Since 9/11 the US military has now been on operations in the Middle East for almost two decades. America’s new President faces a region beset by deepening troubles, civil war, economic collapse and jihadi terrorism.
Mr Trump has made it clear that dealing with Islamic State is urgent. It is believed that he wants to ramp up what President Obama has already done and seek:
“International cooperation to cut off their funding, expanded intelligence sharing and cyber warfare to disrupt and disable their propaganda and recruiting.”
Mr Trump has also made overtures toward President Putin, signalling a thawing of relations.
Barack Obama has reportedly been critical of Russia and Putin's conduct. However, under Trump's administration things could look very different.
Trump has expressed admiration for Putin, especially his "very strong control" over Russia.
The Russian leader has called Trump "brilliant" in the past.
But could a Trump Presidency see Moscow and Washington also work together militarily to defeat IS?
Xenia Wickett, from Chatham house, believes there are two deals we can imagine seeing fairly early on in Trumps administration:
"One is a deal with Russia, where the United States and Russia will come to some agreement on how they are going to deal with Syria, which would focus on IS".
Trump also vowed to target al-Qaeda, Hamas and Hezbollah, using military, cyber, financial and ideological warfare during his campaign.
“My administration will aggressively pursue joint and coalition military operations to crush and destroy ISIS,”
Analysis by Forces TV Westminster correspondent Simon Newton.
Donald Trump’s foreign policy instincts may be isolationist but no US President in modern times has managed to avoid involvement – either political or militarily - in the Middle East.
As he enters the Oval Office, America’s new President will discover an in-tray bursting with complex briefs on the Middle East.
From jihadi terrorism to economic collapse and civil war, it is a region beset by crises.
Most pressing and the one he says he will deal with first is the defeat of so-called Islamic State or Daesh.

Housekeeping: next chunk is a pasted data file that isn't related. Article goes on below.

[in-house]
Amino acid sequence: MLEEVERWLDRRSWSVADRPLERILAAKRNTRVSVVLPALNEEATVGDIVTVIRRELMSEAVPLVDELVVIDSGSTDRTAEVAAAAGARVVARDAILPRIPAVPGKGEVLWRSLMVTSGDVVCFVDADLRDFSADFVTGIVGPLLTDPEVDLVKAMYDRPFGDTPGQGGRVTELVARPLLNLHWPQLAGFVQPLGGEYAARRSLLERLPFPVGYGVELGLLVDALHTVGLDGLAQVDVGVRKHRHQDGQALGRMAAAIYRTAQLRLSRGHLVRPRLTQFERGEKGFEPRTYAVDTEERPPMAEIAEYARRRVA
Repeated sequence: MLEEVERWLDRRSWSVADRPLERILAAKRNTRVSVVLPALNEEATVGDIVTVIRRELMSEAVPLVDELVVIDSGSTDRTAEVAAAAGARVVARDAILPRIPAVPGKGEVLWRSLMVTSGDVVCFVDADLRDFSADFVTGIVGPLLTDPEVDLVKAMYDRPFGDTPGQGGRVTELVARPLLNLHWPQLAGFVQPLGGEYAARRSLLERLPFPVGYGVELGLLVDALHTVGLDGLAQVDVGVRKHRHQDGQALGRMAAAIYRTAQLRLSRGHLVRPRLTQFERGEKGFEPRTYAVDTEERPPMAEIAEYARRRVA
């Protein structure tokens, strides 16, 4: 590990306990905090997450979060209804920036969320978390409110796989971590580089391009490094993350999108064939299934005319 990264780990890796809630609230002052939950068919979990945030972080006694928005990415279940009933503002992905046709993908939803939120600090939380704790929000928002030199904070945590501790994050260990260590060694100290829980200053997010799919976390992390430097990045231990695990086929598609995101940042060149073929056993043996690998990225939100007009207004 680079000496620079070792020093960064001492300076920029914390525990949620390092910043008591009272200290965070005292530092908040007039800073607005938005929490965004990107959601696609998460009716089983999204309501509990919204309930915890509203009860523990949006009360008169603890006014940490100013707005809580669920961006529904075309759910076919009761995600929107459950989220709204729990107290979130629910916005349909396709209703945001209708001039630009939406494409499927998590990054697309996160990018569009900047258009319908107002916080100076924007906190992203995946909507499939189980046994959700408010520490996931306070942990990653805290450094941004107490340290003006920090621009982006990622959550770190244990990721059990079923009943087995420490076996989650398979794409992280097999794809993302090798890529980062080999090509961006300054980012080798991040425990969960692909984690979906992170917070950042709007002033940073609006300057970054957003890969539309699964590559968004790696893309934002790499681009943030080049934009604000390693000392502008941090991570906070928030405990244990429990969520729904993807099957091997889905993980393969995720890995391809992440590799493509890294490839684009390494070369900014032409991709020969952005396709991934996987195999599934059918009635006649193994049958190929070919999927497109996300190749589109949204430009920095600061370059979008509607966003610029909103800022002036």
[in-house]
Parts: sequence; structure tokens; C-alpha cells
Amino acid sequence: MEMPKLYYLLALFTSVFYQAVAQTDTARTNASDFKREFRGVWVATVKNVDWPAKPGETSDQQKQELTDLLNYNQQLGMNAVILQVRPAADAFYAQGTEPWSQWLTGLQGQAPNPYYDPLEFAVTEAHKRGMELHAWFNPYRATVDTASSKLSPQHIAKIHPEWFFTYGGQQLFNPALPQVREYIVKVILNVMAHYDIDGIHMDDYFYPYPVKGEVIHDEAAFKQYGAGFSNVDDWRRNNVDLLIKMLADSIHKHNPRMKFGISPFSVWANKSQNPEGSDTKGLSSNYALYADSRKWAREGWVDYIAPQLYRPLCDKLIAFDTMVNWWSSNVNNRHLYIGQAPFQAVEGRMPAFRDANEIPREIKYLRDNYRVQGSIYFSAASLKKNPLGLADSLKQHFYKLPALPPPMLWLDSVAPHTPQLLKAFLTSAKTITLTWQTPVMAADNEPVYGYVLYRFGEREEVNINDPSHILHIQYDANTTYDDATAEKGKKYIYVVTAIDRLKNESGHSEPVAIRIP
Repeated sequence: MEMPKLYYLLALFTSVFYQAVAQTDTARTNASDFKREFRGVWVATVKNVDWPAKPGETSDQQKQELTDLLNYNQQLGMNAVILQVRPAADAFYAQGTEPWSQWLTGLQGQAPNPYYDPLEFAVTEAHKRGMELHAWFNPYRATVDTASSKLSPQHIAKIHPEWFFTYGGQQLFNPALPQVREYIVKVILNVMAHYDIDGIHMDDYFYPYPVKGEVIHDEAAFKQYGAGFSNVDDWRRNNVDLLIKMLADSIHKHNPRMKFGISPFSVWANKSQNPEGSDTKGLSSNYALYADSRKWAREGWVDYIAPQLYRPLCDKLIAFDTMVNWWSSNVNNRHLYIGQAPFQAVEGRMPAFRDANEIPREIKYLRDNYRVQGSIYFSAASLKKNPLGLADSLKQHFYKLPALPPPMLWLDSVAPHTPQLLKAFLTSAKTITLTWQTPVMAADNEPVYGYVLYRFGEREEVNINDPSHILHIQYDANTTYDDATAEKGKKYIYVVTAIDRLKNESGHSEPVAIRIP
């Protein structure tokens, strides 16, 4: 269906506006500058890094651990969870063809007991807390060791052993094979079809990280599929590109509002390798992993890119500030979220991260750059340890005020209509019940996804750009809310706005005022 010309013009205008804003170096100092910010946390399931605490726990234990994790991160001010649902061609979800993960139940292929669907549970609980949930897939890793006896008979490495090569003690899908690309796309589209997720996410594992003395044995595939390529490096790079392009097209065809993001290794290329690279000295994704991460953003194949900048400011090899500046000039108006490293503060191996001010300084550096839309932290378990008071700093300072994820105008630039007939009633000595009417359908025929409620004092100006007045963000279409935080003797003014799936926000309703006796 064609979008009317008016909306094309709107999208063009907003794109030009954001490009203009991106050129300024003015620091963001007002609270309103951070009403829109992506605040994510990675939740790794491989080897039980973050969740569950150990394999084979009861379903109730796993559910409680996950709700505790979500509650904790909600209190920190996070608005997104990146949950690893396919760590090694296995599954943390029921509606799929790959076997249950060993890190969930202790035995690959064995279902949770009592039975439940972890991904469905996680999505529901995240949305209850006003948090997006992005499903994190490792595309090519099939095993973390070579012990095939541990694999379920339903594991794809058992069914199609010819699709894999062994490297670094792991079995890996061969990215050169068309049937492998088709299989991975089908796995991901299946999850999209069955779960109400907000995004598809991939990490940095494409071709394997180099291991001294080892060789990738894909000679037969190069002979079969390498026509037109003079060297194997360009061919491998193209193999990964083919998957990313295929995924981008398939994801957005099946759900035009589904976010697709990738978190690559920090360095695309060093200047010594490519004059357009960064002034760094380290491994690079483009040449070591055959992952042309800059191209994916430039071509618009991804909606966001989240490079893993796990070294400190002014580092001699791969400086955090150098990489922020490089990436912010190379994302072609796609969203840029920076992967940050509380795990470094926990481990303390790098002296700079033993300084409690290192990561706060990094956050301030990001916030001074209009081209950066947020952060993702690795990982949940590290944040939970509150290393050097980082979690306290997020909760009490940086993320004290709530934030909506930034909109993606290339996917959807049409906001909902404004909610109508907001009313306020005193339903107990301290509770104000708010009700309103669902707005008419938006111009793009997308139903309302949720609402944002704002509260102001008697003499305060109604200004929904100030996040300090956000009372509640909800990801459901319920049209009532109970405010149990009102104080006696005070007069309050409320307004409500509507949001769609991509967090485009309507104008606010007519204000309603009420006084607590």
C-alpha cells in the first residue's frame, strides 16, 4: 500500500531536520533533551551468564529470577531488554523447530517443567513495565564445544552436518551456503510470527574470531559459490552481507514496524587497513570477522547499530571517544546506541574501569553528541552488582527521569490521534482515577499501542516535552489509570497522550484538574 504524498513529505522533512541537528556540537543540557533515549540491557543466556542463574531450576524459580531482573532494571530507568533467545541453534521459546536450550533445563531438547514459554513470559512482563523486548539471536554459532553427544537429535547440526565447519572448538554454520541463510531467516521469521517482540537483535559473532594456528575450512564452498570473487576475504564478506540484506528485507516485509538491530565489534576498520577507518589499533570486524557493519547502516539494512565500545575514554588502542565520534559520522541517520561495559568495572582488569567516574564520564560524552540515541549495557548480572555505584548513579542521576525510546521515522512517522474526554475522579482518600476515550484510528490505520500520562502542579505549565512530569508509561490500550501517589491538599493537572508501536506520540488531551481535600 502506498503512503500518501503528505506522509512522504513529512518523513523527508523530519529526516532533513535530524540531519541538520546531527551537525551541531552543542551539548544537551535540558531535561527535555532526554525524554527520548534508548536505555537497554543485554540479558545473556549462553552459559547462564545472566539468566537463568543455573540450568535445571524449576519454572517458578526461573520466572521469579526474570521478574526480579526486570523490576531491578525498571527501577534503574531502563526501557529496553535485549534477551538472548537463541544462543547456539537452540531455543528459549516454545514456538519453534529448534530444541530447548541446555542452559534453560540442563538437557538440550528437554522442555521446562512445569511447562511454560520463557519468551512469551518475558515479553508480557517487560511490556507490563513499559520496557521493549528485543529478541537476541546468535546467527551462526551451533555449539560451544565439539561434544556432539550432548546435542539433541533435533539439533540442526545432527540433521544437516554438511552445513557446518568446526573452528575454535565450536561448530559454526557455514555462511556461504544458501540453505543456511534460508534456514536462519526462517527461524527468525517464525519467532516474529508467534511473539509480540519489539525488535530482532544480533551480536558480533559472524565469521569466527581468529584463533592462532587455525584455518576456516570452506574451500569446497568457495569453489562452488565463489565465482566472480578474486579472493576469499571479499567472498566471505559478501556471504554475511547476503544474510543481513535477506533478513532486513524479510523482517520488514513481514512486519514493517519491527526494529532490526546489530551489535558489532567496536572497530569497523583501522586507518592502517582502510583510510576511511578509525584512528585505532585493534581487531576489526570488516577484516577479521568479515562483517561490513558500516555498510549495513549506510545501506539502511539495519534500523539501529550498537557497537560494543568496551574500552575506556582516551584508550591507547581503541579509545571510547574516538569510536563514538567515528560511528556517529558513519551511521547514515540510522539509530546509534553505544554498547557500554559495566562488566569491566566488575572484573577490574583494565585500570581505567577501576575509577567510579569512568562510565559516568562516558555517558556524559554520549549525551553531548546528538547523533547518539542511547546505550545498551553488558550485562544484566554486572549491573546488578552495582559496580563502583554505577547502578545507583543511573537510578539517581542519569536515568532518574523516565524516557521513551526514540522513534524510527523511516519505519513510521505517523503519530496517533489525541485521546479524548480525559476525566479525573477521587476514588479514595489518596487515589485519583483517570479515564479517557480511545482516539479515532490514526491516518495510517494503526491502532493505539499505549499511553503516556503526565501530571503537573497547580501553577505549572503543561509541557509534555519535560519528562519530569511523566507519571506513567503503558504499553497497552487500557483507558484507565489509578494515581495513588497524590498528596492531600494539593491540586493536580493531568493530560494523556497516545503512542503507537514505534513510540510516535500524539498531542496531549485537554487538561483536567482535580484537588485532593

As Iraqi forces slowly make their way through Mosul US military commanders are already turning their sights on Raqqa, the Syrian city regarded as the terror group’s HQ.
Donald Trump has signalled he will continue the fight on IS, even step it up.
His overtures towards Moscow has even led some to suggest he will seek a military alliance with President Putin, directing both US and Russian firepower on the jihadists.
But to achieve that alliance the new President would almost certainly have to agree to the Assad’s political survival. The question is how that would play out with America’s allies – Britain included.
Mr Trump is regarded as a pro-Israel and urged Obama to veto the recent UN Security Council resolution on settlements.
On the Israeli-Palestinian conflict, he is known to favour a two-state solution and says he will use his negotiating skills to bring a long-standing solution – something no President before him has ever managed.
An issue where the new President is likely to take a far tougher stance than his predecessor is Iran.
Mr Trump has been highly critical of the 2015 nuclear deal struck by the Obama Administration which partially lifted sanctions on Tehran.
He is expected to push for a tougher inspections regime and UN resolutions outlawing missile development.
Some suggest he might even push to get the deal scrapped.
However much Mr Trump would like to pivot the US away from the complex problems of the Middle East there is little chance of it happening.
The saying goes what happens in the Middle East rarely stays in the Middle East. A fact Mr Trump is likely to find out very quickly once he takes office.
On Israel, Mr. Trump is a vocal supporter of Tel Aviv. He’s appointed his son-in-law Jared Kushner, who has no diplomatic experience, as his Middle East envoy.
Jared Kushner, Senior Advisor to President Donald Trump
Jason Greenblatt, Trump's chief legal officer and executive vice president of the Trump Organization, who is Trump's adviser on Israel, commented on Israel's Army Radio that, in the next four years, there:
"Would be a stark departure from the long-time American stance that Israeli construction in areas captured in the 1967 Six-Day War makes it more difficult to reach a peace agreement with the Palestinians".
Which could be interpreted as; Trump is very unlikely to pressure Israel to slow down settlement construction on Palestinian land.
On Iran, Trump has been highly critical. Iran agreed to limit its uranium enrichment programme in return for sanctions relief. Trump labelled this the:
"Worst deal ever negotiated".
What America does in the Middle East always impacts on her allies, Britain amongst them.
RAF jets flying from Cyprus are part of a US-led coalition and are by far the largest contributor the US shapes the overall mission.
If Mr Trump decides to up the fight on Islamic State, or even change tactics, that will undoubtedly impact on the missions being flown by British pilots.
During his campaign, Mr Trump famously said he’d like a temporary ban on Muslims from some countries entering the US.
The Republicans have defended the ban, insisting the ban was about Americans’ "safety" and not about discriminating against religion. Videos and speeches defending the ban remain on the Trump campaign website but the statement has since disappeared.
However much the new President would like the US to pivot away from the Middle East analysts say it’ll prove impossible.
From Yemen to Iraq and the Gulf, it’s a region that’s fully occupied generations of Presidents.
Mr Trump – whether he likes it or not – is likely to be no different.